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Teutonic Knights

TEUTONIC KNIGHTS

TEUTONIC KNIGHTS. The Teutonic Order was founded as a hospital in Acre (now 'Akko) in 1190. It became a military order in 1198 and expanded rapidly, particularly under the leadership of Hermann von Salza (12101239). In 1226 Frederick II's Golden Bull of Rimini granted Prussia to the Teutonic Order and this, together with the bulls of Gregory IX in 1230, laid the basis for the order's territorial power. Wars of conquest continued throughout the thirteenth century, and by 1290 the order had subjugated both Prussia and Livonia. After the fall of Acre in 1291 and the loss of the Holy Land, the order's headquarters moved to Venice, and then in 1309 to Marienburg. During the fourteenth century the focus of warfare switched to Lithuania, ruled by Grand Duke Gediminas (ruled 13151341) and his successors, and the order consolidated its power, which reached its apogee under Grand Master Winrich von Kniprode (13511382).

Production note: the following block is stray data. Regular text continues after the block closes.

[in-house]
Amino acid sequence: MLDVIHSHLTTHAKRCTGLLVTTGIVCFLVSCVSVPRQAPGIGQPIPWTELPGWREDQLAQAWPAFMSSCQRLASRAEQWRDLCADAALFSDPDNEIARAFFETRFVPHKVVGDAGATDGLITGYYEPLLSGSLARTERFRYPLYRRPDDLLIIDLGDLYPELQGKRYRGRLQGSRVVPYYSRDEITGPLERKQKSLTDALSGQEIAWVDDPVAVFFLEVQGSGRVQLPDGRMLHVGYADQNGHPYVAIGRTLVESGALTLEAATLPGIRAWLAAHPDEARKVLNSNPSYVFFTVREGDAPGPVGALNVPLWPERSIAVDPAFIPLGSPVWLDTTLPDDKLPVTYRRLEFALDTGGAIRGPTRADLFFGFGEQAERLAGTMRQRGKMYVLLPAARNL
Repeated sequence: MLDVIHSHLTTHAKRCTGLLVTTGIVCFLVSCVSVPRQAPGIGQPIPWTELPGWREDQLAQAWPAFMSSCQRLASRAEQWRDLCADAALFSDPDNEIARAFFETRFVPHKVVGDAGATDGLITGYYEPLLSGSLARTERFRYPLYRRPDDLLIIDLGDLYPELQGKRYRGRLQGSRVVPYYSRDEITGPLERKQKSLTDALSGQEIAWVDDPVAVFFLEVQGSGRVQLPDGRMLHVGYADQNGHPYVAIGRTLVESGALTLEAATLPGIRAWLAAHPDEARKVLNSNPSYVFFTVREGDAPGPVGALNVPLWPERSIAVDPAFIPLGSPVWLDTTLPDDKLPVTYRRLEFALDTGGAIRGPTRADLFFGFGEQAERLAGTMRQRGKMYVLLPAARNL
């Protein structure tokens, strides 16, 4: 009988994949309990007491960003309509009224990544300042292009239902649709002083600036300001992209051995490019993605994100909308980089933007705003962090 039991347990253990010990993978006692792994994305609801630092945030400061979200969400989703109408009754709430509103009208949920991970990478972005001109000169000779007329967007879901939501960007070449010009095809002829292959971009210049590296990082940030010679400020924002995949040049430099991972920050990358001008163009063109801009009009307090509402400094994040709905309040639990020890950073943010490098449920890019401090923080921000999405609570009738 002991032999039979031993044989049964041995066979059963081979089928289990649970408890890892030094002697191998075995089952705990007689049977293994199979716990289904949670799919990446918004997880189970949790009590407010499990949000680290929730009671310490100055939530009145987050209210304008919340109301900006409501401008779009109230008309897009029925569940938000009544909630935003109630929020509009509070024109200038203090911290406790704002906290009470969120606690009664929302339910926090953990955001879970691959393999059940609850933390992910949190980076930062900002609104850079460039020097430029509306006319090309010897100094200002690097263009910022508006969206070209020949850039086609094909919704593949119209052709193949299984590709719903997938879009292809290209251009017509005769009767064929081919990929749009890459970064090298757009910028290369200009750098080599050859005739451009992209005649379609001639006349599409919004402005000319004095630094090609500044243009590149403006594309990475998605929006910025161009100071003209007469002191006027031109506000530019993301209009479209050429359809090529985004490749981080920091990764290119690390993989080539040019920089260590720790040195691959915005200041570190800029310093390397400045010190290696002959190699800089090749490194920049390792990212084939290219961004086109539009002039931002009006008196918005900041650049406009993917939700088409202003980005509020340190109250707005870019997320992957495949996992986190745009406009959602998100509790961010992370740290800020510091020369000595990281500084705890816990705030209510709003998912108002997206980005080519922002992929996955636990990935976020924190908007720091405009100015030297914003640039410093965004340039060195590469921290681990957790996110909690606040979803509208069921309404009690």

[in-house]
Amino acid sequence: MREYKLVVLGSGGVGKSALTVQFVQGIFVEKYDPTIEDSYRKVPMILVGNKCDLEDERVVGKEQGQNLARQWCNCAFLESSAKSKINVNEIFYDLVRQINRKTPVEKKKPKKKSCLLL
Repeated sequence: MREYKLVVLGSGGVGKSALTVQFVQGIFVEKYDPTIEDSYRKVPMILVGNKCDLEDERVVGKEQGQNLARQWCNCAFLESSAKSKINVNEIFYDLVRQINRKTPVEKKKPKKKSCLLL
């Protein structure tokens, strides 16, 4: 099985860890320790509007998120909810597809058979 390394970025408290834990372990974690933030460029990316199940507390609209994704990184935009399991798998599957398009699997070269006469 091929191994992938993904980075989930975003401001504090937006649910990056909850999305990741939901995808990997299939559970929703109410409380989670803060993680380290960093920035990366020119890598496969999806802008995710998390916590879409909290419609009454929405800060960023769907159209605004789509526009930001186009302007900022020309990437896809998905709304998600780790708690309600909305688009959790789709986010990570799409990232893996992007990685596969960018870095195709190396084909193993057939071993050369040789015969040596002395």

Prussia became the main resort for members of the European nobility intent on continuing the crusading tradition, notably King John of Bohemia in 1329 and Henry Bolingbroke (later Henry IV of England) in 1390 and 1392. By the end of the fourteenth century, however, the order was faced with rising unrest in the towns in Prussia, while the wars against the Turks, which began in 1396, diverted the flow of crusaders away from northern Europe. The baptism of Gediminas's grandson, Jogailo, and his election as Władysław II Jagiełło of Poland (13861434), saw the beginning of an attack by Poland and Lithuania on the order's territorial expansionism and on the legitimacy of the concept of military orders as such. The conflict culminated in the order's decisive defeat at the battle of Grünwald (Tannenberg) in 1410. The treaty of Toruń in 1466 compelled the order to return to Poland all the land on either side of the Vistula that it had conquered since 1309 and parts of Prussia conquered since 1250, including its headquarters at Marienburg. The remnants of East Prussia were ruled from Königsberg, but the grand masters had to swear an oath of allegiance to the kings of Poland. Finally, in 1525 the Grand Master Albert of Brandenburg implemented Luther's recommendation that he should establish a secular duchy in Prussia and that the knights there should renounce their vows and marry. A Catholic remnant of the order regrouped in Franconia with a new grand master and a residence in Mergentheim.